MAJOR changes to the tackle height in rugby league will be adopted from next year, the Rugby Football League has confirmed.

Following a trial in four rounds of academy fixtures during 2023, the legal tackle height will be lowered to below the armpit next year at all levels below the professional game before being rolled out across the entire game in 2025.

The rule is the highlight of a sweeping list of approved recommendations designed at making the game safer, including a mandatory four-week off-season for every player and limits on the number of minutes played over a 12-month period.

“In stressing the significance of these recommendations which have now been ratified by the RFL’s independent Board of Directors, we acknowledge the challenges they will pose for those at all levels of the sport,” RFL chief executive Tony Sutton said.

“We believe they are essential, as Rugby League must respond to developments in medical and scientific knowledge to prioritise the safety of those that play; and also that they offer exciting opportunities to increase the appeal and accessibility of Rugby League, especially at junior and community levels.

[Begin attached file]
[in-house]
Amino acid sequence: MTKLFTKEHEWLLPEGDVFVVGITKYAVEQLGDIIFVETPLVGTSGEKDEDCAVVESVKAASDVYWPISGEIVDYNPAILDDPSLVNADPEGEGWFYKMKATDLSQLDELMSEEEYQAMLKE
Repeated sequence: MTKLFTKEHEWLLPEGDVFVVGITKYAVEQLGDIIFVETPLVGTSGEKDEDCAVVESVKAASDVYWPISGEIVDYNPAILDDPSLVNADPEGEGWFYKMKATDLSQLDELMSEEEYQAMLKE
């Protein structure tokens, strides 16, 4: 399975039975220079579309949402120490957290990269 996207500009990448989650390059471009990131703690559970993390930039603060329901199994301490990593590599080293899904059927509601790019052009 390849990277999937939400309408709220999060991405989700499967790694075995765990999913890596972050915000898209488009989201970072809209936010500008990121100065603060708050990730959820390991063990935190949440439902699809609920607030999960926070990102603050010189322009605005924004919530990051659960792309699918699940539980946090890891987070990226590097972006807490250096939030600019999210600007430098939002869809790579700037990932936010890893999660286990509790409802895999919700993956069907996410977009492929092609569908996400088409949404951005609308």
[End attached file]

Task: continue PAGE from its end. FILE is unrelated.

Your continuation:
“Rugby League will remain a tough, gladiatorial and character-building team sport. But we believe the mandating of tag/touch at the introductory levels - initially Under-6s rising to Under-8s from 2026 – and the reduction in the legal tackle height at all levels from 2025 will place a new emphasis on skill and attacking play, further increasing the appeal of Rugby League both to parents, and to open-age community players. 

“On behalf of the RFL, and the sport as a whole, I thank all who have been involved in developing these recommendations, especially Professor Ben Jones and his team at Leeds Beckett University, and my colleagues on the Brain Health Committee.

“We have recognised throughout this process the importance of communication in making such fundamental changes.

“Stakeholders have been kept informed throughout of the direction of travel, and a number of recent meetings have been held, including with professional coaches and the Community Board.

“Those discussions and explanations will continue throughout the winter ahead of the start of the 2024 season. My plea to all involved in the sport would be to recognise the fundamental importance of our match officials in introducing these changes.

“That was reinforced by the challenges faced by the group who were involved in the Academy Laws Trials last summer, to which they responded admirably. Next year more than ever, they will all need and deserve our support.”